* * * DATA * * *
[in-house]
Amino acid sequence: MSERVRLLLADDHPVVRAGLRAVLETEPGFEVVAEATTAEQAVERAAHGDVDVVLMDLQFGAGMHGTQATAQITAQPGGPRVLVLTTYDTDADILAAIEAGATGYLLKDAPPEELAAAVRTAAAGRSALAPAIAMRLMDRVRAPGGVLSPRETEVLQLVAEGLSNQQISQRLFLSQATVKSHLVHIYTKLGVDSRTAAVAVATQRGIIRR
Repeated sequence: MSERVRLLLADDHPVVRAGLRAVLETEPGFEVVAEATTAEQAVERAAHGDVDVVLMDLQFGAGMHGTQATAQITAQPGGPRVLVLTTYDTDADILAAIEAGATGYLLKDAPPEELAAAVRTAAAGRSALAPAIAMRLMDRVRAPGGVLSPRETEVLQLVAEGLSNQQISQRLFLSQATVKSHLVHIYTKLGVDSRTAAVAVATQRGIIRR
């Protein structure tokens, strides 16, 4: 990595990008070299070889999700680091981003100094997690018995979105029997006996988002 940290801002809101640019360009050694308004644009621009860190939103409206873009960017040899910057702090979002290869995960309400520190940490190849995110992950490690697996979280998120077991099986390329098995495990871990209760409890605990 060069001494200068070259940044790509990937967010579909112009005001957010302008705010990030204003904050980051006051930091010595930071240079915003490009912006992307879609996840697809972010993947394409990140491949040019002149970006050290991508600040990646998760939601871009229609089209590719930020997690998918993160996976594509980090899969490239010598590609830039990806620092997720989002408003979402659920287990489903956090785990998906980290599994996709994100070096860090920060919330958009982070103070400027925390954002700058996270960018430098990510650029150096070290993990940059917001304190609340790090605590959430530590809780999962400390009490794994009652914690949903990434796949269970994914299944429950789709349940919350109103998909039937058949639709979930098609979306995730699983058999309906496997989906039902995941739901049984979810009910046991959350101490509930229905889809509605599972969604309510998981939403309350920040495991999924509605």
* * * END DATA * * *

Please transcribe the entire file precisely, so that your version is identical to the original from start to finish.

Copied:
[in-house]
Amino acid sequence: MSERVRLLLADDHPVVRAGLRAVLETEPGFEVVAEATTAEQAVERAAHGDVDVVLMDLQFGAGMHGTQATAQITAQPGGPRVLVLTTYDTDADILAAIEAGATGYLLKDAPPEELAAAVRTAAAGRSALAPAIAMRLMDRVRAPGGVLSPRETEVLQLVAEGLSNQQISQRLFLSQATVKSHLVHIYTKLGVDSRTAAVAVATQRGIIRR
Repeated sequence: MSERVRLLLADDHPVVRAGLRAVLETEPGFEVVAEATTAEQAVERAAHGDVDVVLMDLQFGAGMHGTQATAQITAQPGGPRVLVLTTYDTDADILAAIEAGATGYLLKDAPPEELAAAVRTAAAGRSALAPAIAMRLMDRVRAPGGVLSPRETEVLQLVAEGLSNQQISQRLFLSQATVKSHLVHIYTKLGVDSRTAAVAVATQRGIIRR
């Protein structure tokens, strides 16, 4: 990595990008070299070889999700680091981003100094997690018995979105029997006996988002 940290801002809101640019360009050694308004644009621009860190939103409206873009960017040899910057702090979002290869995960309400520190940490190849995110992950490690697996979280998120077991099986390329098995495990871990209760409890605990 060069001494200068070259940044790509990937967010579909112009005001957010302008705010990030204003904050980051006051930091010595930071240079915003490009912006992307879609996840697809972010993947394409990140491949040019002149970006050290991508600040990646998760939601871009229609089209590719930020997690998918993160996976594509980090899969490239010598590609830039990806620092997720989002408003979402659920287990489903956090785990998906980290599994996709994100070096860090920060919330958009982070103070400027925390954002700058996270960018430098990510650029150096070290993990940059917001304190609340790090605590959430530590809780999962400390009490794994009652914690949903990434796949269970994914299944429950789709349940919350109103998909039937058949639709979930098609979306995730699983058999309906496997989906039902995941739901049984979810009910046991959350101490509930229905889809509605599972969604309510998981939403309350920040495991999924509605």